Senators Write Letter to FBI Director Mueller

Three senators — Patrick Leahy, D-Vt.; Charles E. Grassley, R-Iowa; and Arlen Specter, R-Pa. — sent a letter today to FBI Director Robert Mueller asking for a copy of a letter written by FBI Agent Coleen Rowley. Leahy is chairman of the Senate Judiciary Committee while the other two senators are committee members.

The Honorable Robert S. Mueller Director, Federal Bureau of Investigation

Dear Director Mueller:

Thank you for meeting with the Committee in classified session on May 21, 2002, and making available FBI Agents from the Phoenix field office to discuss the Phoenix memorandum regarding suspicious activity at civil aviation schools. We want to follow up on a number of matters from this meeting.

First, we want to make sure that you are now aware of the Committee's practice of holding all classified sessions on the record with a transcript. The Committee planned to hold the May 21 meeting on the record, as is regularly done by this Committee and the Select Committee on Intelligence for classified sessions. As you can appreciate, these are important matters for all Members of the Committee but all Members are not always able to attend the full sessions. Transcripts are the only mechanism to keep all members entitled to review this important information fully informed. For this reason the Select Committee on Intelligence always puts classified hearings and meetings with Members present on the record. The Judiciary Committee does the same.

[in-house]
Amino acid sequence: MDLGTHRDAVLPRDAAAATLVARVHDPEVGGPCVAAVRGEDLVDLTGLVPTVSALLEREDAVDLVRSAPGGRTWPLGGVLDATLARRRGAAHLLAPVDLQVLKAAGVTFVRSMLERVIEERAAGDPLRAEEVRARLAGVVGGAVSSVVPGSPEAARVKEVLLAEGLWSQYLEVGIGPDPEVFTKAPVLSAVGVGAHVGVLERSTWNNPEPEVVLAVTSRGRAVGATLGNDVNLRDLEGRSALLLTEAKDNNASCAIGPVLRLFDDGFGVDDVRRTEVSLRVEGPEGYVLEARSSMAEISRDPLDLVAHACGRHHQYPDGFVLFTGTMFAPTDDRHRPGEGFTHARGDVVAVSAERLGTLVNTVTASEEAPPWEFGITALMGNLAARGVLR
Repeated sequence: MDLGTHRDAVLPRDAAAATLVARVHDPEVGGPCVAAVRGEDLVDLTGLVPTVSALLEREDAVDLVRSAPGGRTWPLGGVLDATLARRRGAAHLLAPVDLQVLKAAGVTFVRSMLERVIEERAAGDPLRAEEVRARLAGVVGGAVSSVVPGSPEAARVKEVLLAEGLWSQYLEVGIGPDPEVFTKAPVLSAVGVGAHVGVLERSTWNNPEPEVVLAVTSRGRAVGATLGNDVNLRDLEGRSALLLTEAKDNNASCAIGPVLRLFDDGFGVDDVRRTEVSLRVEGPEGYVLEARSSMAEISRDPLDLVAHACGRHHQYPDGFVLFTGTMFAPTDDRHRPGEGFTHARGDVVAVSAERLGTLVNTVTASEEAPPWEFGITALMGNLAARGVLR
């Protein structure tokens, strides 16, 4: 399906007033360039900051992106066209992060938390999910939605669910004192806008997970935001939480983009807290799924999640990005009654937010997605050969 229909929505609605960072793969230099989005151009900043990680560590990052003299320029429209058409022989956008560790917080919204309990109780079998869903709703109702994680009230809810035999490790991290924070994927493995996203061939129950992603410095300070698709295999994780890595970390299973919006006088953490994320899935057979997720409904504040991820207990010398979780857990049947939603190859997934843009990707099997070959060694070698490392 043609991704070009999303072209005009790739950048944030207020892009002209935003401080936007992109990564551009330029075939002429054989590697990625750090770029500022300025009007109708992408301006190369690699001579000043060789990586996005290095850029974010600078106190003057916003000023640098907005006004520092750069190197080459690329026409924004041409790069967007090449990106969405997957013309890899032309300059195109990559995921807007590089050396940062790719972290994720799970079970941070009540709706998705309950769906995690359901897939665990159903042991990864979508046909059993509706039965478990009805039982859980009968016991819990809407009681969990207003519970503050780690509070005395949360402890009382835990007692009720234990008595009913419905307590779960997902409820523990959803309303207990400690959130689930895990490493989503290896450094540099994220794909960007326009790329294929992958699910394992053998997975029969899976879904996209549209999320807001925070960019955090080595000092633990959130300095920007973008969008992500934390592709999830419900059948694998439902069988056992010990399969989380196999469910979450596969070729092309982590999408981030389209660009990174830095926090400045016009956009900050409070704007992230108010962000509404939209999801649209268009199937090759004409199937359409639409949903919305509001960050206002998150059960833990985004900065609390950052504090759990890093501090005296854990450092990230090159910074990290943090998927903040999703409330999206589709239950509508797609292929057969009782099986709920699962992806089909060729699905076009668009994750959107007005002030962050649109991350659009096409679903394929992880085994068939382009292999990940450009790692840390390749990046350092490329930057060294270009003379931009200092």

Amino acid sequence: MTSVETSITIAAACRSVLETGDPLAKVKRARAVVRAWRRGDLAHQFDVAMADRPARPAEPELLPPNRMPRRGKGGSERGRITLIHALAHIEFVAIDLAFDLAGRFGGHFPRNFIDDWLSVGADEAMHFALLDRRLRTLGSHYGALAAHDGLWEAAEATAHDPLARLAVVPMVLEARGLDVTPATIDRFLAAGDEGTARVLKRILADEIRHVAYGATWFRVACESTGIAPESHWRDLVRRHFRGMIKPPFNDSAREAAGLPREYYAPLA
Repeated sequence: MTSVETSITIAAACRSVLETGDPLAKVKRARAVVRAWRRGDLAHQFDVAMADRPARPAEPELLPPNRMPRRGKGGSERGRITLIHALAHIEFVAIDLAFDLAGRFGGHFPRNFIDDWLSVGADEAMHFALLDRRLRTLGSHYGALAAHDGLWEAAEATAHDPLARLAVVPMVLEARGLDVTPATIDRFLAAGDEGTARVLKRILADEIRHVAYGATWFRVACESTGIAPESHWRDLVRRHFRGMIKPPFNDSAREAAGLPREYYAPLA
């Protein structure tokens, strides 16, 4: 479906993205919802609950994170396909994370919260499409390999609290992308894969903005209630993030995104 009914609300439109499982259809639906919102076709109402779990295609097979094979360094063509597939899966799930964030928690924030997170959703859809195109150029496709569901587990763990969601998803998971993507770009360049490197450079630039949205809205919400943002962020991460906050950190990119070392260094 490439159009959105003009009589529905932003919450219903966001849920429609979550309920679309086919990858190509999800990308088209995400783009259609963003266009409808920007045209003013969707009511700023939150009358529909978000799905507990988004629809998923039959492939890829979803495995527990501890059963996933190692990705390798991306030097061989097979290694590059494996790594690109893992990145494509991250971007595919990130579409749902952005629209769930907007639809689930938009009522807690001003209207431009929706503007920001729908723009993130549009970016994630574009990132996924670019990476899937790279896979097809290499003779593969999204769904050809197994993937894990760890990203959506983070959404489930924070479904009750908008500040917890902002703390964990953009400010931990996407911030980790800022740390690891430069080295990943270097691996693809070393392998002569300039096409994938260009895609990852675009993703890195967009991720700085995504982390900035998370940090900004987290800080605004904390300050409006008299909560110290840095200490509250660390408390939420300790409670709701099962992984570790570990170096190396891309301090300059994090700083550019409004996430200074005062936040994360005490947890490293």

At the outset of the meeting, you requested that a formal record transcript not be made of the statements of Agent Kenneth Williams and Supervisory Special Agent Billy Kurtz. Your request was granted so that we could proceed without disrupting or delaying the meeting and over the objection of one of us — Senator Specter — who appropriately and correctly requested that regular order be followed and a record be made.

Subsequently, the Committee has learned that you and the same two Phoenix Agents met with the Select Committee on Intelligence, including both Members and staff, on May 22, 2002, and that this meeting was on the record with a formal transcript made of the statements of the Agents. Please explain the disparity in the FBI's position regarding making a formal transcript of the proceedings before the Judiciary Committee and the Select Committee on Intelligence.

Second, a Justice Department representative advised the Chairman's staff that a record of the meeting would have "profound implications for the trial." Please explain what trial he was talking about and whether a record made in the Intelligence Committee will have fewer "implications for the trial" than a record made in a classified session before the Judiciary Committee.

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